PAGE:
New York Music Daily

Global Music With a New York Edge

Month: August, 2019

Daniel Bennett and Mark Cocheo Play the Funniest Weekly Jazz Residency in Town

The wryly entertaining, irrepressibly catchy new album We Are the Orchestra, credited to the Daniel Bennett Group and streaming at Bandcamp, is actually the work of just two guys in the studio. Bandleader Bennett, who plays a small orchestra’s worth of reeds along with piano and percussion, admits that the idea was pretty crazy. But he and guitarist/banjo player Mark Cocheo pulled this eclectic, pastoral theme and variations together with boundless energy and an unstoppable sense of humor.

Bennett came up with the idea after arranging several Verdi opera themes for small ensemble for a Whitney Museum exhibition. The record is a mix of some of those numbers mingled with Bennett’s witty originalsf you have to pin a label on it, you might call it it film music: it’s rooted in jazz, but bustles with catchy rock hooks and is more than a little cartoonish in places. He and Cocheo have an ongoing weekly Tuesday night 7:30 PM residency at an unexpected and easy-to-get-to spot, the hideaway third-floor Residence Inn bar at 1033 6th Ave., a block south of Bryant Park on the west side of the street. Until word gets out about how much fun Bennett and Cocheo are having with it, you may have the place to yourself.

The new album’s first track is Loose Fitting Spare Tire, a briskly strolling highway theme assembled from crisp Cocheo guitar multitracks and some breezy alto sax from Bennett. It comes across as a more tightly wound take on Bill Frisell. Cocheo breaks out his banjo for a long, spiky solo over the changes in I’m Not Nancy, Bennett switching to flute.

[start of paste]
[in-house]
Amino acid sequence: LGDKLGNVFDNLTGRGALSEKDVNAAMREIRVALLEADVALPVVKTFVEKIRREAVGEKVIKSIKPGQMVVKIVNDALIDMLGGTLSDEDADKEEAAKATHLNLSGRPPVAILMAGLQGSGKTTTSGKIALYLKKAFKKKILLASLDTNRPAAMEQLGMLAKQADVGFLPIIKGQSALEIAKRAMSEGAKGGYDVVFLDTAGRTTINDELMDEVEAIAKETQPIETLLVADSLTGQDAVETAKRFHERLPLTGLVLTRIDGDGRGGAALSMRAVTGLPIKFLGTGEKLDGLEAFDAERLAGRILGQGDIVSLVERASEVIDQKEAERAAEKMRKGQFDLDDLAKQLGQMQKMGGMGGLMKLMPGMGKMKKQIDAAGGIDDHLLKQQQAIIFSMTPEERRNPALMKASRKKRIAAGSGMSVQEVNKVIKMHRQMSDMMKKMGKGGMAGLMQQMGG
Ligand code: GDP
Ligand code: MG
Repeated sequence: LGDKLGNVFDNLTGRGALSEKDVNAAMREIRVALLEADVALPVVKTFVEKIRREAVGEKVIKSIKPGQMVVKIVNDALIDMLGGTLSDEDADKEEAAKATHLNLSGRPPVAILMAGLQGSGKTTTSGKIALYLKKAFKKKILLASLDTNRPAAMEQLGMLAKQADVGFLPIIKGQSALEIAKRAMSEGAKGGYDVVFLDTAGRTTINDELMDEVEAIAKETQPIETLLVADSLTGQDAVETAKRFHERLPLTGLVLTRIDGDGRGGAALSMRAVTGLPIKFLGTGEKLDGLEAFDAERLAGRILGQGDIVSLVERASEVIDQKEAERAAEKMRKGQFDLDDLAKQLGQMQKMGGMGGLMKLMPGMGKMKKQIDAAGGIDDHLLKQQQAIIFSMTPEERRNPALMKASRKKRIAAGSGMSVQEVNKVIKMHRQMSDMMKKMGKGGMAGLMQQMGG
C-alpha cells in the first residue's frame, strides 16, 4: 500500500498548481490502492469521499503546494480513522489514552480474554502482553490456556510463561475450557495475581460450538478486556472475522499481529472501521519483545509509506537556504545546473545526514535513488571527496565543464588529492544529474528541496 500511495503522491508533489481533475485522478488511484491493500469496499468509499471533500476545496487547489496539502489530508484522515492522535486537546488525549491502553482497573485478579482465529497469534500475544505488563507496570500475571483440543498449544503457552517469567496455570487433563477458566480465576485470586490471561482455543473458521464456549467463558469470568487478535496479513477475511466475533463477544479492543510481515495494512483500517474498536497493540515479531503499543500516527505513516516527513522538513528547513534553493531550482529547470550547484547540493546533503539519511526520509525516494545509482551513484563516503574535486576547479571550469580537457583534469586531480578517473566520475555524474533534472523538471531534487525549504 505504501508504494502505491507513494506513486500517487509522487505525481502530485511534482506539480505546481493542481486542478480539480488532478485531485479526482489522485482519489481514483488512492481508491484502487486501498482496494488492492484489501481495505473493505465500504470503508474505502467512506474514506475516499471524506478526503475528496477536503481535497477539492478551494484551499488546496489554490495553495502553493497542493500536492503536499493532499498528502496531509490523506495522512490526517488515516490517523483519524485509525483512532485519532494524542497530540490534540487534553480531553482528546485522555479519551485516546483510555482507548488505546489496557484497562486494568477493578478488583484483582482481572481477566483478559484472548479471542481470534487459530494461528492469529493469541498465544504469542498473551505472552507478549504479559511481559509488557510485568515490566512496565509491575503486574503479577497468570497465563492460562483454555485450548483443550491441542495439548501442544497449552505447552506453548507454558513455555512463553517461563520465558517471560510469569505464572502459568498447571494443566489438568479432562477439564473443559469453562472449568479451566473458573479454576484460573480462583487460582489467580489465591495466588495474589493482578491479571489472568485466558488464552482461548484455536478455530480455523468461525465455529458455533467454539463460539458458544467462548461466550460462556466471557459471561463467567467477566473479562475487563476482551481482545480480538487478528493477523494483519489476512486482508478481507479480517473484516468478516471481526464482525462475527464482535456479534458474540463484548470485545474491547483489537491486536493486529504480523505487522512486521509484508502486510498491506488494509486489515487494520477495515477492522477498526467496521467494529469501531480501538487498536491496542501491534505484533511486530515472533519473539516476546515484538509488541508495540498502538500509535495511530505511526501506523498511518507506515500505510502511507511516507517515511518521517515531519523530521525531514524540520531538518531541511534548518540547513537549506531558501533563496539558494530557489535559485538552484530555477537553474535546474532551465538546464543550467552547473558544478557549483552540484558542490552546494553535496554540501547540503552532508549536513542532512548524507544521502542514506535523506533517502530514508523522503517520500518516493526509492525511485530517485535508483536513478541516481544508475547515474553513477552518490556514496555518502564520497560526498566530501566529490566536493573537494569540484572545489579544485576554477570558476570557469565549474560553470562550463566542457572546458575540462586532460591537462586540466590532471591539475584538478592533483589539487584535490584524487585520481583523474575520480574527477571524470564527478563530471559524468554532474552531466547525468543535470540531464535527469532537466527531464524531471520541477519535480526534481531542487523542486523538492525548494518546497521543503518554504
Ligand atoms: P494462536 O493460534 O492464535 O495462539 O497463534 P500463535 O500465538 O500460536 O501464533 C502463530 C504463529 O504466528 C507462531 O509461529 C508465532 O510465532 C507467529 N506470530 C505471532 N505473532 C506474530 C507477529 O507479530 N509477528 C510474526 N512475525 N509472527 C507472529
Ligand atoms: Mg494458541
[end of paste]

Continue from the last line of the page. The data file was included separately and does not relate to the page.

Gold Star Mufflers is a twistedly surreal, uneasily psychedelic detour, banjo mingling with the piano. The first of the Verdi variations, Theme From Ernani is recast as a bittersweet, bossa-tinged tune with a warm, Memphis-flavored soul solo from Cocheo. Refinancing for Elephants – which wasn’t written by Verdi – brings in unexpected Irish flavor via Bennett’s tricky flute work.

Inside Our Pizza Oven, a real showstopper live, presumably could have been written by Verdi but also wasn’t. It’s got some absolutely gorgeous, Balkan-flavored microtonal, melismatic work from Bennett over a hypnotically strummy backdrop. Theme from Il Trovatore – which wasn’t written by Bennett – works much better as waltzing spaghetti western jazz than you might imagine. Carl Finds His Way – which was – brings the album full circle, Cocheo hitting his distortion pedal for extra edge and bite as Bennett swirls overhead.

Fearlessly Funny, Political Punk Rock at Arlene’s Next Week